In 1998, a local couple donated a 2-acre property near WSM. Donor money helped construct two buildings, an outdoor amphitheater, a field, a basketball court, a garden, two chicken coops, and a greenhouse. One building houses the office, cafeteria, and church, while the other building operates the Center for Urban Performance & Service (CUPS), which offers kids affordable dance and music lessons such as piano, ballet, jazz, hip-hop, aerial arts, and folklórico (traditional Mexican folk dance).
DIGRAZIA DOES EVERYTHING possible to grant the kids’ wishes. The chickens are there because the kids wanted them. Kids asked if they could do shows at the county fair with pigs and goats—they got them. They wanted to play football or soccer, so WSM gave them the space and day camps to do it. WSM tries to be fluid and organic in meeting the community’s desires.
But the kids also have to work for it. WSM intentionally avoids giveaways, and some kids help manage the property. Kids who can’t afford to pay for CUPS classes clean bathrooms or vacuum rooms. They also must earn entry to summer camp by helping with maintenance and cleaning. Once kids enter junior high, WSM staff expect them to become leaders and help the younger kids with homework, reading, and Bible club.
Kids at WSM turned a weed-tangled dirt field into a lush garden. They grew cucumbers, tomatoes, and eggplants; planted fig, peach, apple, avocado, and pear trees; and built chicken coops and herb gardens. Through an agricultural program, they learn how to grow organic produce using water conservation methods, create landscape gardens, breed game hens, and raise pigs. Then they take their produce and livestock to the county fair to make some pocket money.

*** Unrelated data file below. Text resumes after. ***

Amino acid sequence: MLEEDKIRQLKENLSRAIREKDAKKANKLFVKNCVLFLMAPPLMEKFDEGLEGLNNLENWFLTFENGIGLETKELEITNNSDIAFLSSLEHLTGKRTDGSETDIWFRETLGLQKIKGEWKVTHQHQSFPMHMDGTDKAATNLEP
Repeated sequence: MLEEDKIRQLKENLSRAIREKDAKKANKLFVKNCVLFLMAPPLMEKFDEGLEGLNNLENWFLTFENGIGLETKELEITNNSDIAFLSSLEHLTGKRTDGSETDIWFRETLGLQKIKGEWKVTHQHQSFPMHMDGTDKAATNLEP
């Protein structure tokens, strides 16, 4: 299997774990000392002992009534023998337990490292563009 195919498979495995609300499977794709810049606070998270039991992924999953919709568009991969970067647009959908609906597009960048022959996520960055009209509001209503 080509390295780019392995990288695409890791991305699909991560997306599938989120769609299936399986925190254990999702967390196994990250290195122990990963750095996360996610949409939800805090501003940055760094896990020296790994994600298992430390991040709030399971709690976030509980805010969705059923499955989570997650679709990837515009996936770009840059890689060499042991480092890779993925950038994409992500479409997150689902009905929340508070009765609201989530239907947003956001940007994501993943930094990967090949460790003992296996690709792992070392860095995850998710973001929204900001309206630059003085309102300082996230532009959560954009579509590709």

Work is central to the program, DiGrazia said: It teaches personal responsibility, self-sufficiency, dignity, and a “can-do” attitude in a community with high poverty, unemployment, and despair: “If you’re ever going to escape poverty, you’ve got to learn to meet expectations.”
WEDNESDAY IS the craziest day of the week at WSM. WSM offers an after-school Bible club called Wild Wednesday for kids in transitional kindergarten (a bridge between pre-school and kindergarten) through sixth grade and an evening Bible club for teenagers in seventh through 12th grade called Teen Club. The pandemic pushed everything outdoors, and the Wednesday I visited, about 70 children gathered under the shade outdoors with masks on. That afternoon, they learned about wisdom by reading 1 Kings 3:16-28, the story about King Solomon and the two mothers.
“Are you wise?” DiGrazia asked a 9-year-old boy with big, almond-shaped eyes.
“No,” he solemnly shook his head.
“Who do you know is wise?” DiGrazia asked.
“You?” he guessed, and DiGrazia joked, “Good job.”
“God!” another kid corrected.
Another boy said his brother is wise because when given the choice between one-eighth or one-fifth of a chocolate bar, he chose the one-fifth.
At WSM kids can be kids, away from adult pain and troubles, gang influence, and drugs. It’s where kids can dance silly moves and sing “I like bananas!” at the top of their lungs, show off the splits during a hip-hop dance lesson, or bounce balls under the sun.